Add Papers Marked0
Paper checked off!

Marked works

Viewed0

Viewed works

Shopping Cart0
Paper added to shopping cart!

Shopping Cart

Register Now

internet library
Atlants.lv library
FAQ
2,49 € Add to cart
Add to Wish List
Want cheaper?
ID number:165778
Author:
Evaluation:
Published: 12.04.2007.
Language: English
Level: Secondary school
Literature: n/a
References: Not used
Extract

This essay will present a topic about the temperament and its differences among the cultures in order to highlight some interesting and useful details. First of all most common psychological types by C.G. Jung will be presented and commented then some cultural differences will be compared and finally proved by real examples.

In order to understand the cultural differences author of this essay would like to present the main psychological types by C.G. Jung. C.G. Jung's psychological types are not based on set descriptions that real people must be fit into, but on basic elements which, when combined together, can be used to describe the differences among people. A type is a group of characteristics that stands midway between the universal traits common to us all and those which are uniquely our own. For example, we all have eyes. Yet our own eyes are unlike anyone else's. But between these two poles there are groupings of blue-eyed people, brown-eyed people, etc. Types are a bridge between the universal and the particular. Every temperament can be abused in order to deny the universal or the unique in man, but a good temperament is a powerful aid to a deeper understanding of who we are. In psychology, Temperament is the general nature of an individual's personality, such as introversion or extraversion, it derives from the theory of the humours.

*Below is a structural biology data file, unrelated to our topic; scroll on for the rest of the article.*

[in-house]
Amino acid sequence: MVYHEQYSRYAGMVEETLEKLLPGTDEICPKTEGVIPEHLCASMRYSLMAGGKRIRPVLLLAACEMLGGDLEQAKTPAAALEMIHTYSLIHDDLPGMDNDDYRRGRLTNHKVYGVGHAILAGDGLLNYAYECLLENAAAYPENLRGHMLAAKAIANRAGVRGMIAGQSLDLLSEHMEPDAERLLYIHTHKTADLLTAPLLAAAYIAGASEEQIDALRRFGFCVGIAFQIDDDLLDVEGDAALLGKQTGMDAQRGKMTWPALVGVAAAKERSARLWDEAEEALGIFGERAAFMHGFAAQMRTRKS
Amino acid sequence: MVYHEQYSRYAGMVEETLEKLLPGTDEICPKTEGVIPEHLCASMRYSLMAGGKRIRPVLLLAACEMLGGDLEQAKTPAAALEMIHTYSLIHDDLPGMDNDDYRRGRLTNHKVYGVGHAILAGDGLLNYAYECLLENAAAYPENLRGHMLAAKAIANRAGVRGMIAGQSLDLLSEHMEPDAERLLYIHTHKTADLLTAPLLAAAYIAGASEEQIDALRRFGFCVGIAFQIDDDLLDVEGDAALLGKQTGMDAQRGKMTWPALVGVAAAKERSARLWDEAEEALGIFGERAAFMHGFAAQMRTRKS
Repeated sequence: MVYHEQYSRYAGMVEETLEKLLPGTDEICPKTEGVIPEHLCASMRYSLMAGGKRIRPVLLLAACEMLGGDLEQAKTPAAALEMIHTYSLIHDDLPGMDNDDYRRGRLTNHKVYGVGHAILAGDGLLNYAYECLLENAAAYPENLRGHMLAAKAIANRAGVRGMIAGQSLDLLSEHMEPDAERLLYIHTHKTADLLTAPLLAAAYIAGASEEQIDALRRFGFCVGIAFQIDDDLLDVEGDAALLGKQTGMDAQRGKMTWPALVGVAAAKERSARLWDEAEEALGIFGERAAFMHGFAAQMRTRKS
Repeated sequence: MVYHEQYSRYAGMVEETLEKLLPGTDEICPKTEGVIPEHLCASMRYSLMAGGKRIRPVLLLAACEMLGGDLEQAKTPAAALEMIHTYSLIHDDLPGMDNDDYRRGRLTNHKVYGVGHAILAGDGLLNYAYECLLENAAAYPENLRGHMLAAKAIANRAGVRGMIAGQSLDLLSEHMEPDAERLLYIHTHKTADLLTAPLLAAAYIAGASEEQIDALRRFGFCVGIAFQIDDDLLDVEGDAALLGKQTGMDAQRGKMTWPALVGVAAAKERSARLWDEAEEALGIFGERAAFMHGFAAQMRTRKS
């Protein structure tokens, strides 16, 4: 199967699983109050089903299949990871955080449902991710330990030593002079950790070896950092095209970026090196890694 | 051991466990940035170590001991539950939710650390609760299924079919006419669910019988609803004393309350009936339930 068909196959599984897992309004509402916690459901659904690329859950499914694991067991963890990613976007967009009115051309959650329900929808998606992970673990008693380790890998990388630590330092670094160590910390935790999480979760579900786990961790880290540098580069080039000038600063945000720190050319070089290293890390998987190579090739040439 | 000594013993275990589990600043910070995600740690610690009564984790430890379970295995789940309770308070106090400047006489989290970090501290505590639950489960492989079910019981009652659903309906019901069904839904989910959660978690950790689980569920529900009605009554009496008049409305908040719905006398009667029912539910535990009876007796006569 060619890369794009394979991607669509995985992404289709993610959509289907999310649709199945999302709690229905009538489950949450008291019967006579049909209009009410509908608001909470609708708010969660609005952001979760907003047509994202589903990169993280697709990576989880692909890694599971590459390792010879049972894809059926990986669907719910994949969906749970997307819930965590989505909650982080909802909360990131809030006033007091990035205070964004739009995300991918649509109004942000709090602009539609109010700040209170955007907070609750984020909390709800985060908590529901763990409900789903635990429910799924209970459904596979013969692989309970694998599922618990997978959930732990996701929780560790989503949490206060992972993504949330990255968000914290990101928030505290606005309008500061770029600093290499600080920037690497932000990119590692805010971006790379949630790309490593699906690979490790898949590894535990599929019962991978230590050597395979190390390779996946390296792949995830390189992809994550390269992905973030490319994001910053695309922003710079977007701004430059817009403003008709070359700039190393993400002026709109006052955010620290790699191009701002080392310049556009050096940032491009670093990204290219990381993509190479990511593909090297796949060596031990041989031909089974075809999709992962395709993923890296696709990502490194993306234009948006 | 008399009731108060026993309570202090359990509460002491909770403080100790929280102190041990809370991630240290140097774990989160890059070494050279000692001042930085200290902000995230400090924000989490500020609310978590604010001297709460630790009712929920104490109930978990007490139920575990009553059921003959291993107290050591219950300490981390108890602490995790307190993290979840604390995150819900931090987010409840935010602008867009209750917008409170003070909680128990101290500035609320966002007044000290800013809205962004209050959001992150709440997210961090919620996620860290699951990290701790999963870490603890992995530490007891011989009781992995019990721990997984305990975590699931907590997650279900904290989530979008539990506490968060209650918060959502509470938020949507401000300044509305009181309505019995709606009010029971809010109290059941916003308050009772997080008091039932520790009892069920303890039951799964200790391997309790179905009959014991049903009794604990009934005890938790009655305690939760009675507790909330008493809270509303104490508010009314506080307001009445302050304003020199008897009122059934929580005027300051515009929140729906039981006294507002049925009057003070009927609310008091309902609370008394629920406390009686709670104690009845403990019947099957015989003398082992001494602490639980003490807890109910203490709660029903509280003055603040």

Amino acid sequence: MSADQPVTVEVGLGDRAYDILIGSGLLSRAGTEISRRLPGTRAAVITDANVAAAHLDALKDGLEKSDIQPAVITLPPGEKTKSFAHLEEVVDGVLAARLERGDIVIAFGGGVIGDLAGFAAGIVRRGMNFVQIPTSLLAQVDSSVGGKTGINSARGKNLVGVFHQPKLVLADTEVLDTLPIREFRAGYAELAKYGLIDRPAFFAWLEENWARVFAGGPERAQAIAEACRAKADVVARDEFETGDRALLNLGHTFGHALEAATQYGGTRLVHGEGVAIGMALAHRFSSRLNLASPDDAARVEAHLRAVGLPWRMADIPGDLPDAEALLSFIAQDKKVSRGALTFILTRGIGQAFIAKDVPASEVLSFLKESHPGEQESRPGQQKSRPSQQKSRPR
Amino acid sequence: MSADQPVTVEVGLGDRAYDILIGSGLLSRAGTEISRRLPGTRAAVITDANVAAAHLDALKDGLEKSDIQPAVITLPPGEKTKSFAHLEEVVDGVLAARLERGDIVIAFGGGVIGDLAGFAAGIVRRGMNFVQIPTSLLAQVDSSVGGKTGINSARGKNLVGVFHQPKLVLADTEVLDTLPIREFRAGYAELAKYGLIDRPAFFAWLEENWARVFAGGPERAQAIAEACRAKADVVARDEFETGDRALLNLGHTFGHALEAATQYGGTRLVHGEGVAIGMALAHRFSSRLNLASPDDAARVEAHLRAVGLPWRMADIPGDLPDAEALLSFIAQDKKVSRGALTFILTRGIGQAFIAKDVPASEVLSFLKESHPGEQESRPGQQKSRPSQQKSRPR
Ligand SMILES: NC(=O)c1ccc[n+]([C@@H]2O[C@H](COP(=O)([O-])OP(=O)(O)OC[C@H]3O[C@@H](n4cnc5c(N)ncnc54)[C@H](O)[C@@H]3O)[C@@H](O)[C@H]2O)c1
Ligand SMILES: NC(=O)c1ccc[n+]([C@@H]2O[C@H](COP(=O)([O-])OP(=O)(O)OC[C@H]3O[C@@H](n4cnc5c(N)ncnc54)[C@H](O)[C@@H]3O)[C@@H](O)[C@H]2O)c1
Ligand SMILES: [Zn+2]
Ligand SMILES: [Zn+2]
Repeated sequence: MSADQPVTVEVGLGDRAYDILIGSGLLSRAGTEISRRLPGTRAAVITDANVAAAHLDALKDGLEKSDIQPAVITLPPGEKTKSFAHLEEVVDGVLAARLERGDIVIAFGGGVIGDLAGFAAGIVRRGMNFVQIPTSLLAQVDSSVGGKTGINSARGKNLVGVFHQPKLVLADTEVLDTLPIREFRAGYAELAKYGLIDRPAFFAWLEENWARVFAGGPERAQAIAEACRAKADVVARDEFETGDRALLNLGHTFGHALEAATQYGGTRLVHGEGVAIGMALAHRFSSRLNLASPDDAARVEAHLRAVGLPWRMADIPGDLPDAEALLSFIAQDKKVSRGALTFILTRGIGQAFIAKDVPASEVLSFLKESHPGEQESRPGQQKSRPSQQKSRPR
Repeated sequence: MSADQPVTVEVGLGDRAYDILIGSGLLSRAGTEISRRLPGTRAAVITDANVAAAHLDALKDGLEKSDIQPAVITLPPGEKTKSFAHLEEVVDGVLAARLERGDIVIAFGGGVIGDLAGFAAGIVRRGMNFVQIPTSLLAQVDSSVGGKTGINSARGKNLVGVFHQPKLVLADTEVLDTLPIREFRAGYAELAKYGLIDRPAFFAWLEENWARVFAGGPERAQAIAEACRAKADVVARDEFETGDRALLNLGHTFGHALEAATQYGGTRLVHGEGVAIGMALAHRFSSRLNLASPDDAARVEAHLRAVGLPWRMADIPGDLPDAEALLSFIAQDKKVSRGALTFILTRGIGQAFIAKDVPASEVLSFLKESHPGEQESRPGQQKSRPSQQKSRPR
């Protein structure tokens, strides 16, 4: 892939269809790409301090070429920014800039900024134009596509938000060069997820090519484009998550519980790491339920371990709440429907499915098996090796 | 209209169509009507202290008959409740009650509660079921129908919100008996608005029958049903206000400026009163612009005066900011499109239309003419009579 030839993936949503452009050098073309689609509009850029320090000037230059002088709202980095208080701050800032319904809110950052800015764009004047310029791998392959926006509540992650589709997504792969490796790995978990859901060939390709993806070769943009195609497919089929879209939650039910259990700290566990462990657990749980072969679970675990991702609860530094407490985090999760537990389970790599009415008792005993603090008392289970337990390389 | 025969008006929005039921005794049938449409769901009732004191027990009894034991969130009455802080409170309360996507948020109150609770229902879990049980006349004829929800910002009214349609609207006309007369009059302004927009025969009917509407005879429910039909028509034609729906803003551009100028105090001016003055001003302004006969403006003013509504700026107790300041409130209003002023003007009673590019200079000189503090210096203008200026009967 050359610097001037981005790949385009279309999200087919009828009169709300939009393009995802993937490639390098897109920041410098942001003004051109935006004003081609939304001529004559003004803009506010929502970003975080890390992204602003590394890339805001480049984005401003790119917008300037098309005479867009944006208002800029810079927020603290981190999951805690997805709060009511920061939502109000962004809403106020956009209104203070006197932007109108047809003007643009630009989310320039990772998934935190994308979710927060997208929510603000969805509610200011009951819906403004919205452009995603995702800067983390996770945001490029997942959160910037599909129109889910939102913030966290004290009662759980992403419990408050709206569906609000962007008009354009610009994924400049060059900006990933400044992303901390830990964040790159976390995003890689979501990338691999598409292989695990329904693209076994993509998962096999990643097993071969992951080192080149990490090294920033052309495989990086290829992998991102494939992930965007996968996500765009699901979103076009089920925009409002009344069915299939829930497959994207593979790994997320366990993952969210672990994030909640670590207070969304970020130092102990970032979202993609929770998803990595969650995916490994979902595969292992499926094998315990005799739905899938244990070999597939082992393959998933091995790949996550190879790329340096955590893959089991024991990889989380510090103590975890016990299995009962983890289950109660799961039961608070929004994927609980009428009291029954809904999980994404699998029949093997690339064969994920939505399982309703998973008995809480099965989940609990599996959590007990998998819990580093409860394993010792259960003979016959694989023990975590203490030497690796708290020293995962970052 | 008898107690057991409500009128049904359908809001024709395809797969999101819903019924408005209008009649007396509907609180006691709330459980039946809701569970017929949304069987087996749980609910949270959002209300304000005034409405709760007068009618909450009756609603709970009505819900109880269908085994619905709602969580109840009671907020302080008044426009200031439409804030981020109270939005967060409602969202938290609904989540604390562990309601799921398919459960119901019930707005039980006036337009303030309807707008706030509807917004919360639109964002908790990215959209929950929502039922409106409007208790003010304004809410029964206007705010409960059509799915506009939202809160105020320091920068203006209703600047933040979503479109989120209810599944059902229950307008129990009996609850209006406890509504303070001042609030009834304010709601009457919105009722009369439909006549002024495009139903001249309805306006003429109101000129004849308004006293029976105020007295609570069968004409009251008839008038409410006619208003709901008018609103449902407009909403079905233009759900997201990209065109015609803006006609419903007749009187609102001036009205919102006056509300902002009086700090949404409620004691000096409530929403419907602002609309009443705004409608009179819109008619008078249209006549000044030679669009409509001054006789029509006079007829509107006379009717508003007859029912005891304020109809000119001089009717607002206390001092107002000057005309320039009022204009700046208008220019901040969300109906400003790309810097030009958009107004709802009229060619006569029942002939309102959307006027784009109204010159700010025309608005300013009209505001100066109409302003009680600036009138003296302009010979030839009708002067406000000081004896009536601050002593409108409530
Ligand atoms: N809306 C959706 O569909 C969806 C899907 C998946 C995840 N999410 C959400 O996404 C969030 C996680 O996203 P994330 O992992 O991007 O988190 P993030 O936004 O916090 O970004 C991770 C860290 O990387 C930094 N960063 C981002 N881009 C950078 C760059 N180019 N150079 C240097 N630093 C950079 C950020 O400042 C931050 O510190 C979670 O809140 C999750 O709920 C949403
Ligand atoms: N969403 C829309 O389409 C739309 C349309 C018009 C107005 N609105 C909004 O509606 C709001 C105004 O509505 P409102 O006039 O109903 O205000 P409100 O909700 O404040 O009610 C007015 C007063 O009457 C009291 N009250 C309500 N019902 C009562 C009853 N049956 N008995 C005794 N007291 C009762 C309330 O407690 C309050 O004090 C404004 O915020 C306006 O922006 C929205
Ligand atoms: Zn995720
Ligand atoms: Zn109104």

The extravert is someone whose energy and attention is directed outward to the people and things in the world around him, and those objects are decisive in the adaptation he makes and the actions he takes. For the extravert, the world around him is the real world and he adapts himself to it. His own inner world is less real to him and a secondary Influence on his conduct.
In contrast, the introvert's energy and attention are directed inwardly. His own inner world is the real world which he adapts himself to and which determines his behavior. He strives to protect this inner world from too strong an influence from the outer world. This outer world is less real for him and therefore of less influence than the inner world. Extraversion and introversion form a pair of opposite basic attitudes to life. Each of us is both extraverted and introverted, for we relate both to the world around us and the world within, but we tend to favor one attitude over the other. In order to deeper understand who we are Jung summarized the 4 functions that describes different kinds of introversion and extraversion.…

Author's comment
Work pack:
GREAT DEAL buying in a pack your savings −2,98 €
Work pack Nr. 1141143
Load more similar papers

Atlants

Choose Authorization Method

Email & Password

Email & Password

Wrong e-mail adress or password!
Log In

Forgot your password?

Draugiem.pase
Facebook
Twitter

Not registered yet?

Register and redeem free papers!

To receive free papers from Atlants.com it is necessary to register. It's quick and will only take a few seconds.

If you have already registered, simply to access the free content.

Cancel Register